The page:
Electric cars: the complete guide

Find out if an electric car is right for you with our full guide to choosing, buying, owning and charging one

BuyaCar team
Jan 19, 2017

An electric car is powered by one or more electric motors, which get their energy from rechargeable batteries.

The basic technology has been used in cars for more than a century, but it’s only now that electric vehicles (often known as EVs) have become a genuine alternative to petrol or diesel cars.

That’s thanks to technology that’s improving quickly, allowing cars to go further on a single charge, but it’s also down to incentives that are designed to cut down inner city pollution and carbon dioxide emissions. From April 2017, for example, only electric cars (and a handful of hydrogen-powered ones) will be exempt from car tax.

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Government grants have also encouraged manufacturers to develop more electric cars. You can buy some with supercar-like acceleration, some with seven seats, and some with just as much practicality as conventional vehicles.

You’ve also got a choice of power: as well as fully electric cars, which are only powered by electric motors and batteries, there are those that also include a petrol or diesel engine, which can help boost power, or step in when the batteries run low.


Electric cars: what's to like

For the local environment, the principal advantage of EVs is that they don’t generate toxic emissions of any kind when operating in electric mode. How green your EV is, though, will depend on how the electricity you use is generated – coal and oil, not so good. But unlike petrol, electricity can be produced with renewable, clean sources such as solar, hydro and wind turbine.

From a driver/owner perspective, a modern EV is amazingly smooth (there are no gears) and quiet to drive. They can be quite good fun, too – as they generate maximum torque instantly (that’s the twisting power that gets your wheels going), many modern EVs are extremely quick off the mark.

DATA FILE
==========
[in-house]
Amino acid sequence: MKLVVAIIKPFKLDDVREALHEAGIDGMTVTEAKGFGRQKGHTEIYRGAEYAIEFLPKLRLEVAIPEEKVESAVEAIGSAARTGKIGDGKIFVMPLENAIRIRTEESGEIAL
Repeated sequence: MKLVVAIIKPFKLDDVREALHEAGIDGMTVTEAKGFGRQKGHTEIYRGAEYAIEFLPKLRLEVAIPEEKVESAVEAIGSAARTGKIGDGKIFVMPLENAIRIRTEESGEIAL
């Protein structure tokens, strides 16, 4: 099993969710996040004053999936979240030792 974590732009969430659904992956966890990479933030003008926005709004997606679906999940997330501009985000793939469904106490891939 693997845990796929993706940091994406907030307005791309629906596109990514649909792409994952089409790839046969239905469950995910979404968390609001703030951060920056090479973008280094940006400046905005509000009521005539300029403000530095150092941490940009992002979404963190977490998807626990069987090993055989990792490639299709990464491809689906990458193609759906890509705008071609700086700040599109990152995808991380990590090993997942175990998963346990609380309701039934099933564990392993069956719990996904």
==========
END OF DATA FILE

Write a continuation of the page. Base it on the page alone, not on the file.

And depending on the sort of driving routine you have, you could potentially save a fortune by not spending on petrol.

See our pick of the best electric cars on sale


Government grants for electric cars

Only cars with zero exhaust emissions - like electric cars - will be exempt from tax under the new 2017 car tax rules, which are introduced in April.

If you;re buying a brand new electric car, then you could benefit from a grant of up to £4,500 towards the purchase price.


Electric cars: the downsides

While the industry is working toward affordable EVs, the fact remains that they are still more expensive than their petrol-powered equivalents. That’s mainly due to the high cost of batteries, a cost that will inevitably come down as manufacturers innovate and the sheer volume of batteries brings economy of scale.

And for those who opt for pure electric EVs, there is also the spectre of ‘range anxiety’. This is the fear of running out of battery power before you can plug in and charge up – with a petrol engine, you’re never far from a place to fuel up, but that’s not yet the case with electric charging points. It can also be difficult to gauge what range you have on a full charge – using an EV in the dead of winter, at night and with the heater blasting will dramatically reduce your range compared with a sunny, warm afternoon.

Finally, if you don’t have a safe, convenient place to plug an EV in at home or work – unless it’s a conventional hybrid like the Prius – its not going to be a viable option.


Types of electric cars

There are a few categories of EVs to be aware of; not all of them are exclusively powered by electricity. A range-extender EV, for example, will use a small petrol engine to recharge the batteries when they get depleted – this eliminates ‘range anxiety’, where motorists fear running out of electric charge.